The mental healthcare system in the United States has failed Black people and people of color. It’s failing everyone who lacks privilege, and it’s failing those who don’t know to seek help for their mental health challenges.
The current system provides access to people of a certain socio-economic background – well to-do, employed and fully insured. This typically doesn’t include large populations of Black, Indigenous or people of color (BIPOC), though they experience mental health disorder rates similar to white people. Disparities that exist in services lead people of color to receive poorer quality of care and lack access to culturally competent care.
When you combine these decades-long systemic injustices, socioeconomic disparities, extremely limited access to affordable care, as well as communities that don’t have the resources to provide safe spaces, it’s not a hill to climb but a mountain. This doesn’t even consider finding a provider that looks like you, who can understand what you’re going through or where you’re coming from. These challenges make it next to impossible for someone to find affordable, accessible mental health care. That ‘impossible’ feeling leaves people less likely to seek treatment, less likely to find or access high quality care, and less likely to finish treatment. In fact, only one-in-three Black people who need mental health care receive it.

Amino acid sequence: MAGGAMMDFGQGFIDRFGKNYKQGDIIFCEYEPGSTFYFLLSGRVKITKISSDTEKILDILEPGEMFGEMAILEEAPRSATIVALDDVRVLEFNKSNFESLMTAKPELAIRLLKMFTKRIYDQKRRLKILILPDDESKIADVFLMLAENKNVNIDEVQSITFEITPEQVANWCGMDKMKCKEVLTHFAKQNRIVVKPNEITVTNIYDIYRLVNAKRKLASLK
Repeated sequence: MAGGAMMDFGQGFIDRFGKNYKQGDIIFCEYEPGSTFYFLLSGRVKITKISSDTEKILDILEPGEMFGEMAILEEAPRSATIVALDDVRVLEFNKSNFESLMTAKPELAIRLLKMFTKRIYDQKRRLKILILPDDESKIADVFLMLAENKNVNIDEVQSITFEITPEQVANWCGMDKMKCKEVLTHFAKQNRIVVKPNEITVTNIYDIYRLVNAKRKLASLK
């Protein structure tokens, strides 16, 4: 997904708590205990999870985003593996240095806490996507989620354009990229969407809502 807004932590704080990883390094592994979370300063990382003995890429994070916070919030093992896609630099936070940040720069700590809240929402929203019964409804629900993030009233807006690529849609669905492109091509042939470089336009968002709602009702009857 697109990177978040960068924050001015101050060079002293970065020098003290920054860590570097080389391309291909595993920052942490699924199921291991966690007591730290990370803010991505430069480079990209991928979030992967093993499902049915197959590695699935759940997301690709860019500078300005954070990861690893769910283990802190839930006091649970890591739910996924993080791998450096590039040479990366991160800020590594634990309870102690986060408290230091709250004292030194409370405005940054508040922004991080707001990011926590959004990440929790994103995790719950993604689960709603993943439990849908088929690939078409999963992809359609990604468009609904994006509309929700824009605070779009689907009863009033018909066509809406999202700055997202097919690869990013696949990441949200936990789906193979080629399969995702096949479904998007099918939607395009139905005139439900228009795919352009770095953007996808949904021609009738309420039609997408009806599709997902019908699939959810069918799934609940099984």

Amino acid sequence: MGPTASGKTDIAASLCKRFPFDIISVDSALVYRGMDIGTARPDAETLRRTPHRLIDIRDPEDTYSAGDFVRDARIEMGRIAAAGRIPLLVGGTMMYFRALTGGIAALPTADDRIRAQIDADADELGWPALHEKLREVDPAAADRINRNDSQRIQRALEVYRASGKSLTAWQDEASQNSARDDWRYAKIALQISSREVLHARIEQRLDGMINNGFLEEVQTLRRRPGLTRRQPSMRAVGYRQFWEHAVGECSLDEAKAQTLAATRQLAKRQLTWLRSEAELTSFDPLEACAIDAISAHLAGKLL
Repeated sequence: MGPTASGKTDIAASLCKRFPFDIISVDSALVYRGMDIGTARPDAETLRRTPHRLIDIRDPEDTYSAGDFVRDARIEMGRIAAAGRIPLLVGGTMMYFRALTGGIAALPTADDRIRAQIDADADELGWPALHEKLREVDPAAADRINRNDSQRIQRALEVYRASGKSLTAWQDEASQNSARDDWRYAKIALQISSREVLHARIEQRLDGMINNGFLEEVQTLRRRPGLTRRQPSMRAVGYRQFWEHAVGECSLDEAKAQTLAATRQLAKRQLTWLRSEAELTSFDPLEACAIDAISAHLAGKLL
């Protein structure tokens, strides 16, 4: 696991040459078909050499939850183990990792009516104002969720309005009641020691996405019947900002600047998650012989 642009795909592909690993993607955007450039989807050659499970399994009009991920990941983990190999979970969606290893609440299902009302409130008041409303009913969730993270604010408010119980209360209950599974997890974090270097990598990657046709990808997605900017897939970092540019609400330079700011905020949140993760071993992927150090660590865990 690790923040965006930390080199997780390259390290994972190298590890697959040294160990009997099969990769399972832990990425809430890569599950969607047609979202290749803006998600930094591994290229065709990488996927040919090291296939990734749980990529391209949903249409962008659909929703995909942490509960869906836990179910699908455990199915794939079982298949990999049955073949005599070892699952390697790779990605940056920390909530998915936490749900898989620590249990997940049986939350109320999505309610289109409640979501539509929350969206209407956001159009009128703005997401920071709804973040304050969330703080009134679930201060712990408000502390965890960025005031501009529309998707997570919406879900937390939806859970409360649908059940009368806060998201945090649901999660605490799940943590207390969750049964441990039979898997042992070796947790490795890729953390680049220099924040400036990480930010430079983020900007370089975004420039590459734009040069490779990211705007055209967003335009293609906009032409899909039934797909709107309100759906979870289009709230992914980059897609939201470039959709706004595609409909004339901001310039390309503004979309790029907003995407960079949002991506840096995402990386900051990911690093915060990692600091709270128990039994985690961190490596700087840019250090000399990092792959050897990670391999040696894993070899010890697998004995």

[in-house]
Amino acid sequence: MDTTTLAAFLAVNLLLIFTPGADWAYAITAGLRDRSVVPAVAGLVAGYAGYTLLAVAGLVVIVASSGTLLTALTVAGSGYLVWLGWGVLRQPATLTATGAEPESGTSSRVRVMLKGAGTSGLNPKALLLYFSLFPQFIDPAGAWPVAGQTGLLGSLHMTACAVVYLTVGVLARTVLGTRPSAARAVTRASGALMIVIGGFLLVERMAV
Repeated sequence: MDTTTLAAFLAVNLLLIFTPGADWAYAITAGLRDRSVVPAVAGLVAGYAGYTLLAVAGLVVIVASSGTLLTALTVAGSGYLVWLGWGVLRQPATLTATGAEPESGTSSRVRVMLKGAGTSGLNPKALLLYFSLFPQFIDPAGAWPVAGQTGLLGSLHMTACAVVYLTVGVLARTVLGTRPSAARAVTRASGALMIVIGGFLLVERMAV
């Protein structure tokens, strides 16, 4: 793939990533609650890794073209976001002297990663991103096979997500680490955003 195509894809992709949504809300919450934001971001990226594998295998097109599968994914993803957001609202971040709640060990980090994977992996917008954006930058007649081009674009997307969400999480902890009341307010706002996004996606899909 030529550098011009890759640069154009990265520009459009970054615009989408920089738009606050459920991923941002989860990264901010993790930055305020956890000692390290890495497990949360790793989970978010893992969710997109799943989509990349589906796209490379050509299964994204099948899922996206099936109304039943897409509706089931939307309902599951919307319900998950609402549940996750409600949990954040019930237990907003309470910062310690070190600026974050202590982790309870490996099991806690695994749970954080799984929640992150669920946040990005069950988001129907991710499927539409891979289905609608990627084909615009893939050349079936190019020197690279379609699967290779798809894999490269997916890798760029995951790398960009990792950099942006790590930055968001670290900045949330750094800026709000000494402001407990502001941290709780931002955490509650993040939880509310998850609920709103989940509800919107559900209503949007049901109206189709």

Before we fix these problems, we need to first acknowledge and address the issues that hold back BIPOC patients from seeking and receiving mental health care.
Read more at MedCityNews.com.